By Kinen Carvala
Why would one Golden Gate Park memorial need three dedications?
America’s participation in World War I spurred the creation of memorials not just honoring a hometown’s fallen soldiers, but a memorial could be dedicated to deceased members of a connected organization.
A ceremony on Nov. 6, 1927, started with a parade from Oak and Stanyan streets to the Grove of Memory off of “Main Drive” (now JFK Drive) near Fulton Street and 16th Avenue.
The Grove of Memory Association was comprised of members from two California heritage associations – the Native Sons and the Native Daughters of the Golden West – according to W. M. Strother writing for “The Municipal Employee.”
Thirty-nine redwood trees in the grove honored the 39 San Francisco members of the Native Sons of the Golden West who died serving in World War I, then known as the “World War” or “Great War.” Each redwood tree had a name tag of one of the fallen San Francisco soldiers, but the tags are no longer present today. A seven-foot-tall boulder was installed, along with a plaque with names of the 39 fallen soldiers. More than 500 people attended the ceremony, which included the vice president of the Grove of Memory Association presenting American and California flags to Troop 82 of the Boy Scouts. The troop was described by the Nov. 7, 1927, SF Examiner as “guardian” of an older grove of memory on Sloat Boulevard and Junipero Serra Highway.
The Grove of Memory Association planned to fundraise for adding a seven-foot-tall statue of a soldier, sculpted by Melvin Earl Cummings, a member of San Francisco’s Park Commission, according to “The Municipal Employee,” a magazine for San Francisco city employees.
The Doughboy Statue, dedicated to the soldiers who died in World War I, is located northwest of the intersection of Stow Lake and JFK drives in Golden Gate Park. Photo by Michael Durand.
Cummings’s artistic career had already produced works for the Golden Gate Park, such as statue of Robert Burns and the sundial monument to California explorers, when his statue of a soldier – called the “The San Francisco Gold Star” – was included as part of the 1929 All-American Exhibition of Contemporary Sculpture held by the National Sculpture Society at San Francisco’s Legion of Honor (where Cummings was on the Board of Trustees).
After “The San Francisco Gold Star” statue was placed on top of the boulder in the Grove of Memory in Golden Gate Park, it became known as “The Doughboy,” a term for World War I soldiers. (Christopher Pollock’s book on Golden Gate Park attributes the use of the word “doughboy” to refer to World War I infantrymen whose uniform buttons resembled dough-based treats in care packages.)
The statue’s description from the Nov. 3, 1929, SF Examiner describes a gold star in the center of the wreath the soldier is holding to his chest, but no such star is visible there today, though various stars are found throughout the wreath.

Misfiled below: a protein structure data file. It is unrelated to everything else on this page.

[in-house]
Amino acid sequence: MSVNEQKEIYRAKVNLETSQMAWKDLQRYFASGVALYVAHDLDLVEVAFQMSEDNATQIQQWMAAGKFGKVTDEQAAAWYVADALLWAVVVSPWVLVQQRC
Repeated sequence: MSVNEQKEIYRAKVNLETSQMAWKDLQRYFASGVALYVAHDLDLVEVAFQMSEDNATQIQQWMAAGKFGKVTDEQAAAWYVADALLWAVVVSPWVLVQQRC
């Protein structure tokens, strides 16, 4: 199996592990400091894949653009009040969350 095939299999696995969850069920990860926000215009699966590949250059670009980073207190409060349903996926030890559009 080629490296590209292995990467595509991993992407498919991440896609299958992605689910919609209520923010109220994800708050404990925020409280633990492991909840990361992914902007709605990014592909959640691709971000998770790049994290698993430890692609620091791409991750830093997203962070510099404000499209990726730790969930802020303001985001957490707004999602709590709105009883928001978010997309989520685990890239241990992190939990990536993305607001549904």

The plaque on the front of the memorial reads:
THIS GROVE IS DEDICATED
TO THE MEMORY OF THE
MEMBERS OF THE SAN
NATIVE SONS OF THE
WHO GAVE THEIR LIVES
IN THE WORLD’S WARS
I AND II.
Cumming’s Doughboy statue was unveiled at the Grove in a ceremony on June 1, 1930. A municipal band played the song “Roses of Picardy,” Picardy being a region in northeast France that saw fierce fighting during World War I. Native Son Gustave J. Nonnenmann, whose name is on the memorial plaque, is buried in Picardy’s Oise-Aisne American Cemetery. Gustave’s brother, Albert W. Nonnenmann, was also a Native Son from San Francisco who died in the war and his name is also listed on the plaque. Both brothers’ names are also listed on another monument in Golden Gate Park – the Gold Star Mothers’ Rock off of JFK Drive by 10th Avenue. SF Mayor James Rolph accepted the statue on behalf of San Francisco from Mrs. William H. Urmy, president of the Grove of Memory Association. Various officers from the Native Sons were in attendance, according to the SF Chronicle.
Sixteen additional names were added on the plaque after World War II; the dedication date on the plaque now reads June 3, 1951. A party for the playing-card game whist was one way the Native Sons raised funds for the World War II names to be added to update the 1930 plaque, according to The Grizzly Bear, the organization’s official publication.
On Nov. 11, 2019, Veterans Day, the Native Sons and Daughters held an observance at the Doughboy Monument, according to the newsletter of San Francisco’s “parlor” or chapter of the Native Sons.
The Doughboy statue and plaque are roughly 350 feet northwest of the intersection of JFK Drive and Stow Lake Drive and are visible from the intersection. The U.S. and California flags on white flagpoles on either side of the monument stand out apart from the trees. A small plaque, roughly the size of a postcard, with the text “N. D. G. W. and N. S. G. W. Redwood Memorial Grove” is in the ground next to the sidewalk on the north side of JFK Drive, 250 feet west of the intersection with Stow Lake Drive. The small plaque is next to a junction of the JFK Drive sidewalk and a path branching off north into the grove.
Categories: looking back